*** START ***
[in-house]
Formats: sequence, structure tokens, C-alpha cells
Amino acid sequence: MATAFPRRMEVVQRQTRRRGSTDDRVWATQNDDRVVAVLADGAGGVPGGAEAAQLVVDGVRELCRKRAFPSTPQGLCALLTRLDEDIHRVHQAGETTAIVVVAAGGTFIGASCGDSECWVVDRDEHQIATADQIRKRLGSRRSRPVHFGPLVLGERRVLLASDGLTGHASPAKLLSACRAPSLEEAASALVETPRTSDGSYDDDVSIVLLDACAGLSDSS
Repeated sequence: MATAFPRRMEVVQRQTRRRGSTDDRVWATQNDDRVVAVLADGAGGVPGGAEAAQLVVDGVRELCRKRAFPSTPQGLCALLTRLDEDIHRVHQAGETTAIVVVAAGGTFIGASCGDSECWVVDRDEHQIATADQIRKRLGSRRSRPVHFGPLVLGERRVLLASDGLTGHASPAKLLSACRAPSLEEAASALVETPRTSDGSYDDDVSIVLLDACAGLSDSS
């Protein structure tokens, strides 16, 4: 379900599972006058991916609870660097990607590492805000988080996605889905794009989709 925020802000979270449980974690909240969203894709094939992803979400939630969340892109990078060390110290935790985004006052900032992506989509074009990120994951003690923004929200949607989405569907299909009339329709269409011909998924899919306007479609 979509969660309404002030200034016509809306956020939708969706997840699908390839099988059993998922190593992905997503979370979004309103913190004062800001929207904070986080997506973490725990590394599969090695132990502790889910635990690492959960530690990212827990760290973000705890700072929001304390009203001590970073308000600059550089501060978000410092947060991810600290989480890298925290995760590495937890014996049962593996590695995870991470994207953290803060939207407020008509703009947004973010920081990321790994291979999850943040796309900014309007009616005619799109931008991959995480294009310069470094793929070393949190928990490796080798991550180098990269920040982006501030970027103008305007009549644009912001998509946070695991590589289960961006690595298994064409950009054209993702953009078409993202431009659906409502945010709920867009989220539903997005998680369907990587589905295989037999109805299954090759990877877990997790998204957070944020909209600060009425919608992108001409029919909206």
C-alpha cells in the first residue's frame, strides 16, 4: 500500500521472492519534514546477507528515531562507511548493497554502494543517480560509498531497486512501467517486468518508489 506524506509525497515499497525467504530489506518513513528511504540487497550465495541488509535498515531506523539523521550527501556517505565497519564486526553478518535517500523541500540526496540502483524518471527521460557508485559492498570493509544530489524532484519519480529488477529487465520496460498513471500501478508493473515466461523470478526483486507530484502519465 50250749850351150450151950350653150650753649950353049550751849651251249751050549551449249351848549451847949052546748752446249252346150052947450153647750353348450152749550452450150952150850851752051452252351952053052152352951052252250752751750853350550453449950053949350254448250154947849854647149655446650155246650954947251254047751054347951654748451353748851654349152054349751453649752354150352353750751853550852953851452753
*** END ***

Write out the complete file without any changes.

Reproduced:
[in-house]
Formats: sequence, structure tokens, C-alpha cells
Amino acid sequence: MATAFPRRMEVVQRQTRRRGSTDDRVWATQNDDRVVAVLADGAGGVPGGAEAAQLVVDGVRELCRKRAFPSTPQGLCALLTRLDEDIHRVHQAGETTAIVVVAAGGTFIGASCGDSECWVVDRDEHQIATADQIRKRLGSRRSRPVHFGPLVLGERRVLLASDGLTGHASPAKLLSACRAPSLEEAASALVETPRTSDGSYDDDVSIVLLDACAGLSDSS
Repeated sequence: MATAFPRRMEVVQRQTRRRGSTDDRVWATQNDDRVVAVLADGAGGVPGGAEAAQLVVDGVRELCRKRAFPSTPQGLCALLTRLDEDIHRVHQAGETTAIVVVAAGGTFIGASCGDSECWVVDRDEHQIATADQIRKRLGSRRSRPVHFGPLVLGERRVLLASDGLTGHASPAKLLSACRAPSLEEAASALVETPRTSDGSYDDDVSIVLLDACAGLSDSS
């Protein structure tokens, strides 16, 4: 379900599972006058991916609870660097990607590492805000988080996605889905794009989709 925020802000979270449980974690909240969203894709094939992803979400939630969340892109990078060390110290935790985004006052900032992506989509074009990120994951003690923004929200949607989405569907299909009339329709269409011909998924899919306007479609 979509969660309404002030200034016509809306956020939708969706997840699908390839099988059993998922190593992905997503979370979004309103913190004062800001929207904070986080997506973490725990590394599969090695132990502790889910635990690492959960530690990212827990760290973000705890700072929001304390009203001590970073308000600059550089501060978000410092947060991810600290989480890298925290995760590495937890014996049962593996590695995870991470994207953290803060939207407020008509703009947004973010920081990321790994291979999850943040796309900014309007009616005619799109931008991959995480294009310069470094793929070393949190928990490796080798991550180098990269920040982006501030970027103008305007009549644009912001998509946070695991590589289960961006690595298994064409950009054209993702953009078409993202431009659906409502945010709920867009989220539903997005998680369907990587589905295989037999109805299954090759990877877990997790998204957070944020909209600060009425919608992108001409029919909206």
C-alpha cells in the first residue's frame, strides 16, 4: 500500500521472492519534514546477507528515531562507511548493497554502494543517480560509498531497486512501467517486468518508489 506524506509525497515499497525467504530489506518513513528511504540487497550465495541488509535498515531506523539523521550527501556517505565497519564486526553478518535517500523541500540526496540502483524518471527521460557508485559492498570493509544530489524532484519519480529488477529487465520496460498513471500501478508493473515466461523470478526483486507530484502519465 50250749850351150450151950350653150650753649950353049550751849651251249751050549551449249351848549451847949052546748752446249252346150052947450153647750353348450152749550452450150952150850851752051452252351952053052152352951052252250752751750853350550453449950053949350254448250154947849854647149655446650155246650954947251254047751054347951654748451353748851654349152054349751453649752354150352353750751853550852953851452753